A new study has painted a grim outlook on the human civilization on Earth as it claimed that humans have exceeded four out of nine planetary boundaries that are crucial for the so-called "safe operating space."

According to the new study published in the journal Science on Jan. 15, these four planetary boundaries that have already gone beyond the point of no return included altered biogeochemical cycles such as the surplus of nitrogen and phosphorus, loss of biosphere integrity, land-system change, and climate change.

"The planetary boundaries framework defines a safe operating space for humanity based on the intrinsic biophysical processes that regulate the stability of the Earth System," the researchers wrote.

The researchers said that exceeding four out of the nine safe operating space boundaries indicate that humans are doomed by 44 percent and all these happened in the last century because of human activities.

University of Wisconsin-Madison Center for Limnology director Steve Carpenter said that this should be a wake-up call for the policymakers that humans have been going beyond the biophysical boundaries that allow human civilization to exist.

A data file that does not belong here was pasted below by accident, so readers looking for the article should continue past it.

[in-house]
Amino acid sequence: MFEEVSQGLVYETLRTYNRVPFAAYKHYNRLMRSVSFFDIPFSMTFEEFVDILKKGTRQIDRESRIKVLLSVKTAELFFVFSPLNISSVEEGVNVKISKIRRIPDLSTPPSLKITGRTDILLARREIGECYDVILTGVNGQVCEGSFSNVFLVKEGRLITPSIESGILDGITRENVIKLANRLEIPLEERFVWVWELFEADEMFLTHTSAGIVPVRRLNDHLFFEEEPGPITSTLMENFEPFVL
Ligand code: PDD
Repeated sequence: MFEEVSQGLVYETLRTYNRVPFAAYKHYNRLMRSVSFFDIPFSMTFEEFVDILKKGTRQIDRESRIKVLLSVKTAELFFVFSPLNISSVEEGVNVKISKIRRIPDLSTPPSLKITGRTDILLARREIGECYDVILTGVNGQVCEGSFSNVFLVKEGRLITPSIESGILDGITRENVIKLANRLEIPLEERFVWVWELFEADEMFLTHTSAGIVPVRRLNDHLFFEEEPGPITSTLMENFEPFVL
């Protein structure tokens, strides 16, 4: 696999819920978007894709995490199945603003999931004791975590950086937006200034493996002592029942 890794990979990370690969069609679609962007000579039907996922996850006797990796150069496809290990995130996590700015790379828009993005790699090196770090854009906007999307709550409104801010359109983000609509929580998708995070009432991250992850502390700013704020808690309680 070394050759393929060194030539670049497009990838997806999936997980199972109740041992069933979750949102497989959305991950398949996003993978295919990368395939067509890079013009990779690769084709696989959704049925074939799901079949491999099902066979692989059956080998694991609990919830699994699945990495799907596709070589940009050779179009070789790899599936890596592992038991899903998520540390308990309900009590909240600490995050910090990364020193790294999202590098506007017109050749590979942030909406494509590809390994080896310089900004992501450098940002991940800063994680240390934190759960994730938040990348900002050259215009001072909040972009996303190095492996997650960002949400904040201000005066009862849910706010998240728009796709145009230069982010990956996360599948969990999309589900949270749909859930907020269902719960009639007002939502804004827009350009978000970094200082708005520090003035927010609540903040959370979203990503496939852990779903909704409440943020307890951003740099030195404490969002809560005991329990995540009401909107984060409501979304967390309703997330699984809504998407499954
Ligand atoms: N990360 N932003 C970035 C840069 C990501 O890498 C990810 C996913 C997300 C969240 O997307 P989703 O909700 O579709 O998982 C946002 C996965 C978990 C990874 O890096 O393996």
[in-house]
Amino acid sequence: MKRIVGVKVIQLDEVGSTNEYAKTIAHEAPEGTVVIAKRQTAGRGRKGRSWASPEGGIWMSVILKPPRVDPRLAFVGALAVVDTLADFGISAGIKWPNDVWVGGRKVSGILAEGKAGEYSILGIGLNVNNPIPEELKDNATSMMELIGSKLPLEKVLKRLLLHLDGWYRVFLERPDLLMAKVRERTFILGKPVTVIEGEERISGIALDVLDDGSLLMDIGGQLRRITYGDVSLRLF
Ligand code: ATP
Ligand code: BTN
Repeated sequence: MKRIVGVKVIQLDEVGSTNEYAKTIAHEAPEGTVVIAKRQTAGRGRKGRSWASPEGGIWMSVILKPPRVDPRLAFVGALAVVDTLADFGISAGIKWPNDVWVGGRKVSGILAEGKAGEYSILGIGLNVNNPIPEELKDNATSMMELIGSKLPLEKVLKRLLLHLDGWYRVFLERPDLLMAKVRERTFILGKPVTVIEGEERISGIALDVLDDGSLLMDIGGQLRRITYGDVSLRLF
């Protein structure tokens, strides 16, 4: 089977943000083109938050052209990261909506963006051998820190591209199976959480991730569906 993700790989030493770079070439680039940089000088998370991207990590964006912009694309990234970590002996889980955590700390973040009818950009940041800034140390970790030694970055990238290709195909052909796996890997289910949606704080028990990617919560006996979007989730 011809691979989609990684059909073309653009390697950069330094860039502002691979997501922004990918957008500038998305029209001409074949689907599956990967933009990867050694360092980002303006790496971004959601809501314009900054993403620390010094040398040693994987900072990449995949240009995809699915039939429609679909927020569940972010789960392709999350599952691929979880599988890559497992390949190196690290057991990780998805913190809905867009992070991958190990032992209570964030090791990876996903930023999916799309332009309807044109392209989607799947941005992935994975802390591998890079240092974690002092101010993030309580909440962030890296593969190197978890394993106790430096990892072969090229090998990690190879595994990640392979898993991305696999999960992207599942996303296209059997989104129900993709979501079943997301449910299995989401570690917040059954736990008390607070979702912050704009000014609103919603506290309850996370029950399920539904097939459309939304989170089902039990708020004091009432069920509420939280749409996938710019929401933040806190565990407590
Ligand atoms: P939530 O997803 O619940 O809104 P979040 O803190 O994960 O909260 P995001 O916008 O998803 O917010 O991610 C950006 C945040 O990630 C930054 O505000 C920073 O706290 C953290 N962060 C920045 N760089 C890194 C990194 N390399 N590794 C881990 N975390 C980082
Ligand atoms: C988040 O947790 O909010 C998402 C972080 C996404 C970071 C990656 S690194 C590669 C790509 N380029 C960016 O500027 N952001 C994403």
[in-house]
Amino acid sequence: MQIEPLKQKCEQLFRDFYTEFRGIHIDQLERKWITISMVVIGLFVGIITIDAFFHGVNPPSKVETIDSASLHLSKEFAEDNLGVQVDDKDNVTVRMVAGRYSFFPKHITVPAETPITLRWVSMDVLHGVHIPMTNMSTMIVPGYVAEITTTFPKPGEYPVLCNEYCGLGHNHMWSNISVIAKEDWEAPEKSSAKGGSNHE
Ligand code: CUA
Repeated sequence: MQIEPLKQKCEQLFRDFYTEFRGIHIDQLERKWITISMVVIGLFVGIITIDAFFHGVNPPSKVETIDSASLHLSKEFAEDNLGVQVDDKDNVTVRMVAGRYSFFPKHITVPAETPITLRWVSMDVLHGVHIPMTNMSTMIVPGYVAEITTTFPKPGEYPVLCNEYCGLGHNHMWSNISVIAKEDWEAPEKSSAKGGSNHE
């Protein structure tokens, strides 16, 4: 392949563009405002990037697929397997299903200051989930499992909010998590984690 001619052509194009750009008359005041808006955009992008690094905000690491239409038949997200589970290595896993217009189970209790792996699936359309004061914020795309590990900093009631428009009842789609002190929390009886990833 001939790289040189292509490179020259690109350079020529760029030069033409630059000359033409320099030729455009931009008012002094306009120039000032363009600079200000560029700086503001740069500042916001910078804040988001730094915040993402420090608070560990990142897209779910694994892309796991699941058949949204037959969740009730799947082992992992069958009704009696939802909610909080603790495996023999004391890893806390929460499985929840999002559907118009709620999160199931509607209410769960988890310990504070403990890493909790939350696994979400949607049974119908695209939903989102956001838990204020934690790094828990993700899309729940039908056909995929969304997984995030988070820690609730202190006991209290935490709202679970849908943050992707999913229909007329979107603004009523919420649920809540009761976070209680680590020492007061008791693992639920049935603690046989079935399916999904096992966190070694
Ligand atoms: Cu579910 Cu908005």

Of the systems affected is the nitrogen-phosphorus cycle that is important to all life and is especially crucial to the production of food and having clean water. Because these two elements are widely used as crop fertilizers, the amount of these chemicals seeping into the ecosystem has largely increased.

Carpenter noted that the nitrogen and phosphorus cycles have been changed more vastly compared with other elements with the increase estimated to be between 200 to 300 percent. In comparison, the increase in carbon is only between 10 to 20 percent.

Study co-researcher Elena Bennett from McGill's School of the Environment, who contributed to the study on the nitrogen-phosphorus cycle said that the new data exhibit that the human ability to have clean and potable water and produce sufficient amounts of food in the future is at risk.

Increased amount of phosphorus is the number one cause of damaging algal blooms. Phosphorus and nitrogen runoff likewise causes serious damage to quality of water.

 "We will see more lakes closed, will have to pay more to clean our water, and we will face temporary situations where our water is not cleanable or drinkable more and more frequently," Bennett said. "That's what it means to have crossed this planetary boundary. It's not a good thing for any of us."

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